Ruger Super Blackhawk .44 Mag, 4-5/8" barrel (http://www.ruger-firearms.com/Firearms/FAProdView?model=814&return=Y)

Redhawk1
February 6, 2009, 08:05 AM
Can you suggest me any good brands that are under $700? I was hoping to score one in $500 or less range, but maybe can go $700 if it is a real spectacular gun. Just some of your personal preferences that you would advise to a newer shooter like me. Which gun can I find powerful hunting type rounds for and have the least recoil? Weight is not as much of a problem as size and concealment. Most handguns are not so heavy and I have lugged a 50lb backpack up a mountain 10,000 ft tall starting from 4000ft., so I don't mind an extra couple pounds.

You can get new Blackhawk for around $500. The 45 Colt will work as well as a 44 Mag, and do it with less recoil.

You can get a used Redhawk or Super Redhawk in the high $500 range.

But if you are a new handgun shooter, I will advise you to stay in the 45 Colt or 44 Mag but use 44 specials to get use to the gun.

Anything over a 44 Mag should be used by a seasoned hand gunner in my opinion. Jumping to a heavy recoiling handgun is going to cause you accuracy problem, because you "will" develop a flinch.

A good 45 Colt with a hard cast bullet, will penetrate a black bear from head to tail. Don't let anyone tell you different. You can practice with cowboy loads, and then move up to buffalo bore loads. Do not get the new Ruger Vaquero, they will not handle the hotter loads, they are designed for cowboy loads only.

The Ruger Blackhawk would be you least expensive route, and a good used one can be had for $350 to $400. That will leave you with money for a lot of ammo to practice with.

I go to the range and set up bear size target, cut out of cardboard. I put them at different distances, I practice drawing my handgun, and shooting at the targets. Not just to hit the target, but to hit the target in the kill zone, head or in the vital area. I do this at a private range, so I can turn my back to the targets and then turn around draw my gun and shoot the target. We also have set up targets in the woods and shot at them.

If you are going to carry a handgun for bear defense, you better practice pulling the gun from the holster and shooting. I find a single action great for this application, as you are pulling the gun, you can cock the hammer and then acquire you sight and target and then shoot. The same can be done with a double action, but the hammer does not have to be pulled back.

But whatever you get, shoot it a lot, and get use to that gun, and become a proficient with it as you can. I hope I did not leave out "You need to practice, practice, practice.

Also you can save money by reloading, and work up the most accurate load for you gun.

earlthegoat2
February 6, 2009, 11:05 AM
Howitzer is probably the best gun.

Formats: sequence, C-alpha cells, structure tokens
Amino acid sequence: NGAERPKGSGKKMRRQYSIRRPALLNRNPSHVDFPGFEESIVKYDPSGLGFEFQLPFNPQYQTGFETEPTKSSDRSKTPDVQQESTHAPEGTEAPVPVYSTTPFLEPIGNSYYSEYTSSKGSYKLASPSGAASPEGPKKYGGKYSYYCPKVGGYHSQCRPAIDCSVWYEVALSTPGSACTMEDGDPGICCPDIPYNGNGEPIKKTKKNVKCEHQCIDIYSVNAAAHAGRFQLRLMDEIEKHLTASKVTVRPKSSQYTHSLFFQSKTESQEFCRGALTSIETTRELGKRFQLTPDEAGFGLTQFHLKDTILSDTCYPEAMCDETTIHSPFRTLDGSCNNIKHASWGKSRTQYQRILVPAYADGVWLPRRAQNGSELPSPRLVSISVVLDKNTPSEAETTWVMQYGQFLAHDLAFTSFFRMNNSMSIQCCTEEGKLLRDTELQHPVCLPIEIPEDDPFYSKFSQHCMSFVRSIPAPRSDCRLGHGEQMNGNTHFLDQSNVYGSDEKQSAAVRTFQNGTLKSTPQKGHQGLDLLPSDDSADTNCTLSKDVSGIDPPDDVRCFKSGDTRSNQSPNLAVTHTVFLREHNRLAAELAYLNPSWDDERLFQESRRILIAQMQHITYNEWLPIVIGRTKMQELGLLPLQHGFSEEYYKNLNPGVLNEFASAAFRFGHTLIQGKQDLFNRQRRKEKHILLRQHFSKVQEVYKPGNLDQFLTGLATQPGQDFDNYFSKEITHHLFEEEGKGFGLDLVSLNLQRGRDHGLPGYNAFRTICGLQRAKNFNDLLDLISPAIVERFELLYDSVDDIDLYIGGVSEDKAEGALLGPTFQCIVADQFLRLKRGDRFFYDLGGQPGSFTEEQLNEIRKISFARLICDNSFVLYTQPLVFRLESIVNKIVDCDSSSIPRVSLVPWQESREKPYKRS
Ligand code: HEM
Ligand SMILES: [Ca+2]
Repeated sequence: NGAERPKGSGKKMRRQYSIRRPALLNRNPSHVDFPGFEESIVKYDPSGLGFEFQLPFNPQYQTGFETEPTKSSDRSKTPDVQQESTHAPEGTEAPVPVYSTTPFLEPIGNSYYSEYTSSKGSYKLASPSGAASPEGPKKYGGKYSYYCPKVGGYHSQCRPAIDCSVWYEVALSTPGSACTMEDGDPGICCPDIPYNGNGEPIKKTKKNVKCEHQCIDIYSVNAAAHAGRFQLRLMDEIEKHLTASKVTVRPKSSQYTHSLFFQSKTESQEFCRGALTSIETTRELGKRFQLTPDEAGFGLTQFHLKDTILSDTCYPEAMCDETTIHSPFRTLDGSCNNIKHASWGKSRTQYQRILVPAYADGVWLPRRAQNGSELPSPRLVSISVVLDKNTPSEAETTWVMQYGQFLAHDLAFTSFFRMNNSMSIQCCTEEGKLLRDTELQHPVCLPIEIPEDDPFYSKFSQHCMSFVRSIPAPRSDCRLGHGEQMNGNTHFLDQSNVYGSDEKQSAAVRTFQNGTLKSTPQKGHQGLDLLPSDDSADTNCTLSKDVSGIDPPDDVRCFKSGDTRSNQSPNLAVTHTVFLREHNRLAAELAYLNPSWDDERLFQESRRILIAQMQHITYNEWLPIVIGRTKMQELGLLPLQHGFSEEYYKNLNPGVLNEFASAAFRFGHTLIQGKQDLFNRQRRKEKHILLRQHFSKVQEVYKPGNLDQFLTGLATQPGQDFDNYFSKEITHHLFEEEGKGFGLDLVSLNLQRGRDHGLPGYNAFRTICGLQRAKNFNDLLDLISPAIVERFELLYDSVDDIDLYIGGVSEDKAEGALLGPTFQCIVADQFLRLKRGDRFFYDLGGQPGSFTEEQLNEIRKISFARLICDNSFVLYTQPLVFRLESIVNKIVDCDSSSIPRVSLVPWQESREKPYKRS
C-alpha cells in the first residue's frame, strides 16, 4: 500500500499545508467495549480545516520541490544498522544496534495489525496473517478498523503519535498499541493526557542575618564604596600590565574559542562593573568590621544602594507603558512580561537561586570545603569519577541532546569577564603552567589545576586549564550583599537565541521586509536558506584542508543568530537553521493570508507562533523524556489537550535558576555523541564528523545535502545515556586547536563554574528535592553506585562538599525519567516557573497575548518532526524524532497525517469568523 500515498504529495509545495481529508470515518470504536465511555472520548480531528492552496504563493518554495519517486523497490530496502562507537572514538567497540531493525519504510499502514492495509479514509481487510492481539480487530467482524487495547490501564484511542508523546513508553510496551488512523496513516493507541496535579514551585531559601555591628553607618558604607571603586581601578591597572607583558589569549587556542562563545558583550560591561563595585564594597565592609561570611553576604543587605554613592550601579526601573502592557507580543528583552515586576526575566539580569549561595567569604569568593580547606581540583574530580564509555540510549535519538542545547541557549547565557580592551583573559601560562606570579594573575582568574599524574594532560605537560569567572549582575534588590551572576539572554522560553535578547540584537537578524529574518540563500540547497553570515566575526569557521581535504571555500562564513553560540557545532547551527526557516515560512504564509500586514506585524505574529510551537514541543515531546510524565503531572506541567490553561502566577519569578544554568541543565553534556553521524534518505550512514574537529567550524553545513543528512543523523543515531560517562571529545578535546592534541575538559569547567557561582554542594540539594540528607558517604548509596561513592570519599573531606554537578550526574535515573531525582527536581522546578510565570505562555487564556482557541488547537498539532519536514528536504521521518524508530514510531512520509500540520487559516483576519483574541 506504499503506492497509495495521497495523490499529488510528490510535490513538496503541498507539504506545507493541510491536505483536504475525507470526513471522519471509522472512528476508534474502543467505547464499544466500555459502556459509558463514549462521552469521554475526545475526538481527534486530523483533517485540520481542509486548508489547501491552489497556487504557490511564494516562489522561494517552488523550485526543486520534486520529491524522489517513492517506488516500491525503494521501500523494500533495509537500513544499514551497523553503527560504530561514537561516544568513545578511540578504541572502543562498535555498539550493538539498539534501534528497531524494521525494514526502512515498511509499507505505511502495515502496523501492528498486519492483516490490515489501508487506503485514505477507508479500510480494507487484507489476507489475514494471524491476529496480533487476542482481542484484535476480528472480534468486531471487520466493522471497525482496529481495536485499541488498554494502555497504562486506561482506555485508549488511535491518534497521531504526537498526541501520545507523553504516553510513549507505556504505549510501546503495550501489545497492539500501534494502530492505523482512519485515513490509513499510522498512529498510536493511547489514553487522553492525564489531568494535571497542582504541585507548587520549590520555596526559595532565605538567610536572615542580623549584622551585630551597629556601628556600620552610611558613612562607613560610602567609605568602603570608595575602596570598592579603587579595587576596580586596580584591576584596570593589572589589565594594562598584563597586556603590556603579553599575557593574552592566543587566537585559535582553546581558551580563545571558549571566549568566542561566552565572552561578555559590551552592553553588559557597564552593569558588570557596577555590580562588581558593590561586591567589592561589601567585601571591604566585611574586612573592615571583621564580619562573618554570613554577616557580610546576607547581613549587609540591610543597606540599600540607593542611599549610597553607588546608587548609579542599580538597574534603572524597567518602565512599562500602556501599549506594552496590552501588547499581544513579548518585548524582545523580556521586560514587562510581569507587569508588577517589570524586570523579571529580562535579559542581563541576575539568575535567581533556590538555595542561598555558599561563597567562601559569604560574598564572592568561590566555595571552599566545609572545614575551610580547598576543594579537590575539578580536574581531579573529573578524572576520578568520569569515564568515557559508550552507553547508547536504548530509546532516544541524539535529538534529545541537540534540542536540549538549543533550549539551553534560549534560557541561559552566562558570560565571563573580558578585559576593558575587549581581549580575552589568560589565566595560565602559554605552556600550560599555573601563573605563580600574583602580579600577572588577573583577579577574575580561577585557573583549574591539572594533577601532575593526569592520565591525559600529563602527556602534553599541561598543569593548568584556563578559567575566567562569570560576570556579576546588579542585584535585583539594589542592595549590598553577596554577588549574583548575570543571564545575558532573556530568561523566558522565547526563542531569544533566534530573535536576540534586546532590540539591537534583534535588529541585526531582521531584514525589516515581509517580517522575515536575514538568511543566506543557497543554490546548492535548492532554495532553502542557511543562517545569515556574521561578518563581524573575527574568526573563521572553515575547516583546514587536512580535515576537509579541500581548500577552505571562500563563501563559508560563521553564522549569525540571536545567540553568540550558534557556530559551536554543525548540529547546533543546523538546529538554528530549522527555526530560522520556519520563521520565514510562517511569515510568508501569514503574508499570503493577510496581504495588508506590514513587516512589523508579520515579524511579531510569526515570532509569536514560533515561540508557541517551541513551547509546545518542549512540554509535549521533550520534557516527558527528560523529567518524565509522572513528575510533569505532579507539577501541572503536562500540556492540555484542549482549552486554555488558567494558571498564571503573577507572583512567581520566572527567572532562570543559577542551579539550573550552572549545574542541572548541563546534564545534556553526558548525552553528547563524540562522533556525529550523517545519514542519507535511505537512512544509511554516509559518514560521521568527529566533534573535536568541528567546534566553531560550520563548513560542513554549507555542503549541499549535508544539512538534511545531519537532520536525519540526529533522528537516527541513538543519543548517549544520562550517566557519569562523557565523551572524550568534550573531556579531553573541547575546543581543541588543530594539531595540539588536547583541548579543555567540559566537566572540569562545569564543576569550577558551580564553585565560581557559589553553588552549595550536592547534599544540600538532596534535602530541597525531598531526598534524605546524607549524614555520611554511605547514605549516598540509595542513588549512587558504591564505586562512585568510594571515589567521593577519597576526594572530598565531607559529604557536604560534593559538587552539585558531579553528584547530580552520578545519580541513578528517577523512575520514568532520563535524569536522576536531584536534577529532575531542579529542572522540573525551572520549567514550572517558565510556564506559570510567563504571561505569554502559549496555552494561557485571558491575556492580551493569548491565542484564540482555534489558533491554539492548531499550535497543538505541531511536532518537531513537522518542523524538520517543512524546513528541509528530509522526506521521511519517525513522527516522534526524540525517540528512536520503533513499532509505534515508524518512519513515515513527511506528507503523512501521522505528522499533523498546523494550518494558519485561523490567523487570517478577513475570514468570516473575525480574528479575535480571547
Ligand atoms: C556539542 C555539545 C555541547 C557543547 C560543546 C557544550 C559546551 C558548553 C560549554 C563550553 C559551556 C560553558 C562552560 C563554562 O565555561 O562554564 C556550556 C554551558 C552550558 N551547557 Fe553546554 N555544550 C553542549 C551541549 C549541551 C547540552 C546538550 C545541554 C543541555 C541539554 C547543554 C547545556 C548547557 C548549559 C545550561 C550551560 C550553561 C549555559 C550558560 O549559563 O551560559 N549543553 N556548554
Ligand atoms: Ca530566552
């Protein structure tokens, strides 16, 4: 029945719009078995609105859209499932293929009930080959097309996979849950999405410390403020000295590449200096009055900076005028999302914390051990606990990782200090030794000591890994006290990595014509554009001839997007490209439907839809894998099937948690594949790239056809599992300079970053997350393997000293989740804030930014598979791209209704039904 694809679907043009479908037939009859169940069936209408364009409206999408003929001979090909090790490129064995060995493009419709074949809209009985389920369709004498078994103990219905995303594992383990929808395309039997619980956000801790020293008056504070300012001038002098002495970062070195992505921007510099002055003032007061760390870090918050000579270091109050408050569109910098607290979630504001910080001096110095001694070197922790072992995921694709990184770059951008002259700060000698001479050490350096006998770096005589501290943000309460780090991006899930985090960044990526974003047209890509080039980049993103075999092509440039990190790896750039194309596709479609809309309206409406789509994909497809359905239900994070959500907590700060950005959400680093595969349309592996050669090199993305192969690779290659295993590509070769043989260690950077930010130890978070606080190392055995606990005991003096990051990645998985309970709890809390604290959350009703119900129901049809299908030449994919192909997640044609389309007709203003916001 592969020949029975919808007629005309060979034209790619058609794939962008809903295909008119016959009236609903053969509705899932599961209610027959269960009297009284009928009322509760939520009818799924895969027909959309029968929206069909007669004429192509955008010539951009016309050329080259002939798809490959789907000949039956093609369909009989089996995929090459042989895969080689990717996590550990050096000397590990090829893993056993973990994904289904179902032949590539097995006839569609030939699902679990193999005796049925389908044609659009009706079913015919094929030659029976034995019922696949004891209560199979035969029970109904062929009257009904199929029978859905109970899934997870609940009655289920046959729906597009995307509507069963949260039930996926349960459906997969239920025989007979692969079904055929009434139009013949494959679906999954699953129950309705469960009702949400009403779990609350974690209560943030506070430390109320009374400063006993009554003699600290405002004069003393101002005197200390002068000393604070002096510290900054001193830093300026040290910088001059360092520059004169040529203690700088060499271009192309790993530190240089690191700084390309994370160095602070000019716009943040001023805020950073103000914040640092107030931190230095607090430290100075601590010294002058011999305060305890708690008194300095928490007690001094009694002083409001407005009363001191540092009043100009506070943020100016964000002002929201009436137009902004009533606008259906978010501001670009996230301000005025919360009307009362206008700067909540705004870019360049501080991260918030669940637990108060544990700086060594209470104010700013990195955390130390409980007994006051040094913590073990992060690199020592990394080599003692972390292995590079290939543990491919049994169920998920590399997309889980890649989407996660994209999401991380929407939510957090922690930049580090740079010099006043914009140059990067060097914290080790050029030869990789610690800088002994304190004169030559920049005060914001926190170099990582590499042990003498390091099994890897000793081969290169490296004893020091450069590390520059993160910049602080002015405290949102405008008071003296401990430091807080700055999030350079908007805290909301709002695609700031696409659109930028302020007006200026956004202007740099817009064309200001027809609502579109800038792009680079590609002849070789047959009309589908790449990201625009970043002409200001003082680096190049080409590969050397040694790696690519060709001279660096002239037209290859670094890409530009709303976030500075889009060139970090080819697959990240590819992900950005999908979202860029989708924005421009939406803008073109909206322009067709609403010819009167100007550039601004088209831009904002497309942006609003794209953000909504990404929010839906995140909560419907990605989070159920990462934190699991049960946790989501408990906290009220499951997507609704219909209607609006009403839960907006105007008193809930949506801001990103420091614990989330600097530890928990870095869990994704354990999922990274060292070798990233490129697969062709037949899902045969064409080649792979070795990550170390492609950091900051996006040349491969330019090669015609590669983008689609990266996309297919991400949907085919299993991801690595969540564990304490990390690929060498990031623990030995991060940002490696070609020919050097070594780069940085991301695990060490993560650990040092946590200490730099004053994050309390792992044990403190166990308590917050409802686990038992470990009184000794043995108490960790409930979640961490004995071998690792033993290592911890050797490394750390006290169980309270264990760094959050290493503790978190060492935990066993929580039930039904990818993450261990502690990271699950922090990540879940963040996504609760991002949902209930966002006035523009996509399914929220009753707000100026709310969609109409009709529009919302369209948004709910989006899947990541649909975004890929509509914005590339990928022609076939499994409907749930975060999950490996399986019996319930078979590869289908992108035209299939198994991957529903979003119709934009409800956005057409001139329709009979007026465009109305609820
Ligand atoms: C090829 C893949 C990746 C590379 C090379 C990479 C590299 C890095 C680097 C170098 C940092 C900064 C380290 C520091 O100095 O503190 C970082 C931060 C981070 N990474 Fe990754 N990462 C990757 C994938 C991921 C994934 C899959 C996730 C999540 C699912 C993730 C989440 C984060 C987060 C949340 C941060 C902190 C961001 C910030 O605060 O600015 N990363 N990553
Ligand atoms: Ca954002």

A shotgun is probably the best practical gun.

If it has to be a handgun and you are new to shooting a 357 magnum in a larger framed revolver may be just what you need.

ArmedBear
February 6, 2009, 11:07 AM
I would get a Super Blackhawk, not a Blackhawk.

If I needed to cock a single action really fast, I'd take the SBH hammer hands down over any other I've tried.

wheelgunslinger
February 6, 2009, 11:30 AM
Me too, Armed Bear.

And, if I were going to use one, I'd practice using it with both and only one hand.

ArmedBear
February 6, 2009, 11:36 AM
I have no idea why Ruger didn't switch to the SBH hammer on every New Model single action.

The Montado has it, and AFAIK a good number of CAS shooters use them in whatever Rugers they have.

arizonaguide
February 6, 2009, 11:37 AM
You don't have to spend a lot of money to get a good black bear defense handgun, a Ruger Blackhawk, Redhawk or Super Redhawk or the Ruger Alaskan. A S&W 629, 460 Mag or 500 Mag in the 4 inch version.


I would go with one of Redhawks rec's as I know from previous posts he's experienced with this, but I would stick with a double action for quick followup shots. That could be important: http://www.youtube.com/watch?v=uMbnmLLnsfw

I appreciate the idea about starting with a smaller caliber for accuracy, but I would also consider that your adrenaline will dump, and this will be a SHTF scenario where you will be lucky to draw, point, and fire a few times at a moving target, so I would still go with a 454 or better, in a double action. And ALWAYS use solid NON-EXPANDING / NON-HPoint AMMO for bear protection!

Redhawk, do the .454 usually also fire the .45 colt that he could get some light loads for practice, but carry the full .454's?

Hhrshooter
February 6, 2009, 12:10 PM
My father always said don't go in the woods without a gun, and always carry enough gun. That said, a .44 Mag will just about cover what I need done. Yes, a .44 will take a black bear down. Providing you do your part and actually hit it. (Stress) Black bears are not known to be as big or as tenacious as your brown or grizzly bears. Would I recommend a pistol in bear country? Yes! I would highly recommend a rifle of good caliber too!